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Mission confirmed. From New Zealand Dunedin Television Channel 9 comes this report. The offshore patrol ship HMNZS Wellington (P55) is berthed at Harbour Basin Dunedin, South Island, NZ for the weekend. On Monday, February 14, 2011 she will travel southwards to the Ross Sea undergoing ocean trials to test her capabilities. So this would seem to confirm the waterfront gossip of her being detached by the Government of New Zealand to patrol in the Ross Sea an area of responsibility of NZRCC. HMNZS Wellington has a service speed of 22 knots and as a warship is armed with both heavy and light automatic guns. A couple of things NAUTICAL LOG noticed in studying the photos of P55 this morning. In the original photo the naval grey looked dark and the three liferaft capsules in the starboard rack, just forward of the funnel/stack, were also dark grey. However in the video from Channel 9 the vessel looks to be painted a lighter grey overall and the two lower starboard rack capsules are now white of a different make/design to the third top one which seems to match the original photo. Wonder why? It would be interesting to find out why they were changed and not painted grey in the navy way. With a say 2500 nautical mile voyage P55 should arrive in the Ross Sea area in about 5 days. Interestingly this is also when the SSCS Pirate Group MS Steve Irwin is due to arrive in the area she having a much slower service speed.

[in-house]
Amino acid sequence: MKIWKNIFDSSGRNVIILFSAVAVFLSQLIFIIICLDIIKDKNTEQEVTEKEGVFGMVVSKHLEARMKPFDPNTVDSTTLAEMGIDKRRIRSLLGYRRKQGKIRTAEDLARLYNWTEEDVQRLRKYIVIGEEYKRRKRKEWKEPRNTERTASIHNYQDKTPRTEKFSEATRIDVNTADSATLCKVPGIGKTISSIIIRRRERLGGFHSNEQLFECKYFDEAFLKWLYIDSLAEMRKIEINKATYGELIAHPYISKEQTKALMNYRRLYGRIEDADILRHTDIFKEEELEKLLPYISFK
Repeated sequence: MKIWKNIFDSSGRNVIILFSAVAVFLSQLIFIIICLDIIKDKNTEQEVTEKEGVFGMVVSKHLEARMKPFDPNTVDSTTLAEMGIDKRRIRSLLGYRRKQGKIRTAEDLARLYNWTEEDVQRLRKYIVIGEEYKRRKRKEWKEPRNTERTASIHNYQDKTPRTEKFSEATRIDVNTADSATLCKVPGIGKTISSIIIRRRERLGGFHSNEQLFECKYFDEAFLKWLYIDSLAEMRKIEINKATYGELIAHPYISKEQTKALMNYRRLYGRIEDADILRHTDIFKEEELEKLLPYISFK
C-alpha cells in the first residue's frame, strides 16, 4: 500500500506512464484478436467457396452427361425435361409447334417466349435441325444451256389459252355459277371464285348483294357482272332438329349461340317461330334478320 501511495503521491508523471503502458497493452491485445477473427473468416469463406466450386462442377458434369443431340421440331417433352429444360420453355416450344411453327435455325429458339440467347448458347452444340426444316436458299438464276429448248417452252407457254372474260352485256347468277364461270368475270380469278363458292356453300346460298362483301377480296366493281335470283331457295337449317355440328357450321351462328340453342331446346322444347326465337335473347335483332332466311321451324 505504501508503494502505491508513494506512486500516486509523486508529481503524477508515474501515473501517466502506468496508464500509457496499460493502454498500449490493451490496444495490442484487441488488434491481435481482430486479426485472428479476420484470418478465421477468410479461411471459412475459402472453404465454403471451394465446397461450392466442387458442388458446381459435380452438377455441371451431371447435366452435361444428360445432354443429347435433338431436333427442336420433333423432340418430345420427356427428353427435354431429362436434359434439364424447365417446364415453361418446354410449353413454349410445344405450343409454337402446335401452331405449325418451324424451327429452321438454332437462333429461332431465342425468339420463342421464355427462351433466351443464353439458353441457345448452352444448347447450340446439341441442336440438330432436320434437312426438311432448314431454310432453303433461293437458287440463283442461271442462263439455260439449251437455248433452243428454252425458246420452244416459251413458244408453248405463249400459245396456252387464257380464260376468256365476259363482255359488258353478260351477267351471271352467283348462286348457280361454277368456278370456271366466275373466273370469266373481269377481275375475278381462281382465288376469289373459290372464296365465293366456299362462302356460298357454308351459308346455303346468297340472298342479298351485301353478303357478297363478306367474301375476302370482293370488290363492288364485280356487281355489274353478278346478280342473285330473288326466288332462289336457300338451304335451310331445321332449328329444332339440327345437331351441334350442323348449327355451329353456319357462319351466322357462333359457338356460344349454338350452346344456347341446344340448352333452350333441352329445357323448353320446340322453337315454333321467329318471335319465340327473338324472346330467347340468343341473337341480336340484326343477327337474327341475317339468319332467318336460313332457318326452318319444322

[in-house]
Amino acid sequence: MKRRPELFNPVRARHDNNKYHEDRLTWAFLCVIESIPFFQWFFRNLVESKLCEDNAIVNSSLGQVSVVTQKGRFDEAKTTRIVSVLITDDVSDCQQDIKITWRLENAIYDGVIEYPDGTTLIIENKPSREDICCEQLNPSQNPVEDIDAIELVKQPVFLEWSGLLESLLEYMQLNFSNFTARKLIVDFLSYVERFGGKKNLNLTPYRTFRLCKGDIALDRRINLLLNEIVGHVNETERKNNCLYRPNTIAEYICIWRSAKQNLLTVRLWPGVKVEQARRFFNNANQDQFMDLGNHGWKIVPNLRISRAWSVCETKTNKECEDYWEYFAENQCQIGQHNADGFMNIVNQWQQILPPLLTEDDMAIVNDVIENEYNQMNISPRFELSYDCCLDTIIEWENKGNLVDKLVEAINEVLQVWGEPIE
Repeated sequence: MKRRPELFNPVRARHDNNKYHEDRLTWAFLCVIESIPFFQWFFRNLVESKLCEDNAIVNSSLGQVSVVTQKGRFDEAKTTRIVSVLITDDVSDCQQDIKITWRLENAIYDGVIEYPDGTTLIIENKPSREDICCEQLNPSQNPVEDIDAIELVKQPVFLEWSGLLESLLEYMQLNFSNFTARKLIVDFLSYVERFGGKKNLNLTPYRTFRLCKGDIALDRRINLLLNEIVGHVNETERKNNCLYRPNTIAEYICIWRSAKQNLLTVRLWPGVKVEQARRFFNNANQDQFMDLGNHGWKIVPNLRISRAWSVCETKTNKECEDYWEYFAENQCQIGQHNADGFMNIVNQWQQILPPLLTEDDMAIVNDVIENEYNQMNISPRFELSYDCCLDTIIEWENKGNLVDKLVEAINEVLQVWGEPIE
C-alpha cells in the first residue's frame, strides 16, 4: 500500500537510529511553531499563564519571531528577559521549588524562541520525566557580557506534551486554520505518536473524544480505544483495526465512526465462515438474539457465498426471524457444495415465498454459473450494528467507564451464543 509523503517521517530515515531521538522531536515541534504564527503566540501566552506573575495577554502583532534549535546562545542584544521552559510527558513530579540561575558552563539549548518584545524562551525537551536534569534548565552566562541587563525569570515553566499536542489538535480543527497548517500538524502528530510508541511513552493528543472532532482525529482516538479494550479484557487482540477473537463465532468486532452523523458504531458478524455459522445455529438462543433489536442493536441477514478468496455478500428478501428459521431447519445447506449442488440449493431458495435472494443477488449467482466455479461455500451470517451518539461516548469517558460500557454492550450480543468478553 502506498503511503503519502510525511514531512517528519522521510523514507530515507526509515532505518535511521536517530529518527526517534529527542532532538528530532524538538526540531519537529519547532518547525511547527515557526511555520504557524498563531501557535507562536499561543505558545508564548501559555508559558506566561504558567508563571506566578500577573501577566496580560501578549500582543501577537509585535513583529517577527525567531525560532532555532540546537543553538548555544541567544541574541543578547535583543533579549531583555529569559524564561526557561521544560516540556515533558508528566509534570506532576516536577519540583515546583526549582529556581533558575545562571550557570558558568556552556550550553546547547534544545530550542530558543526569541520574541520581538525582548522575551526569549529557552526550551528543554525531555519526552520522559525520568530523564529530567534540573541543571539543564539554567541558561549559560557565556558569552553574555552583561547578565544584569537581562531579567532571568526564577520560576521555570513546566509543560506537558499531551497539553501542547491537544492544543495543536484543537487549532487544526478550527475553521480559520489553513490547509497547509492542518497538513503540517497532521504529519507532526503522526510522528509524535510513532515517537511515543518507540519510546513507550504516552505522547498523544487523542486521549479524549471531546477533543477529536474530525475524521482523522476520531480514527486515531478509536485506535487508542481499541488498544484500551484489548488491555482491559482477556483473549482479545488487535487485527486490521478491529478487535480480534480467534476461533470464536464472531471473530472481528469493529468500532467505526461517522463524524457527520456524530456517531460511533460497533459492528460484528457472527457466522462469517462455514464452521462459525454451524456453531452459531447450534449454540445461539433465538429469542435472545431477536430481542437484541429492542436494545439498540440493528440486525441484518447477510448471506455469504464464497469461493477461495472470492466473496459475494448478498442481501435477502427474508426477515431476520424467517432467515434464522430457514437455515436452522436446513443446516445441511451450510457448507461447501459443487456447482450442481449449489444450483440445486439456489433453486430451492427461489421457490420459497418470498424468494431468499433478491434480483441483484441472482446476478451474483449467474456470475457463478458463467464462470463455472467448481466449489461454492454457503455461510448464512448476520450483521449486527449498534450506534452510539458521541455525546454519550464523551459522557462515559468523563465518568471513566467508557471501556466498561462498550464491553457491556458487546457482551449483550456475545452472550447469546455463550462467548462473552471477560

While the real patrol ship is on passage the pretend self-appointed patrol ships of the SSCS Pirate Group have released more propaganda this morning. Putting the usual dramatic spin and using bombastic terminology according to themselves they are: "escorting ---- at full speed the JWF vessels". What rubbish. From their own photos (see above) with that statement can be seen the wakes of JWF are those of vessels moving quietly and steadily on their chosen course.

The MS Yushin Maru #3 is positioned properly to intercept the MS Bob Barker should she try to close the stern of the MS Nisshin Maru. One can see the adjusting position in each photo as the SSCS closes the JWF the JWF close off the gap very neatly. Should she attempt to steer between these two vessels she would be squeezed into a collision with at least one or perhaps both. As the overtaking vessel in such a case the responsibility to avoid collision, under the Nautical Rules of the Road, is entirely the MS Bob Barker's. More breathless drama awaits no doubt but the difference is that this time the Royal New Zealand Navy will finally be on patrol in the general area.

Good Watch.


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Good Watch.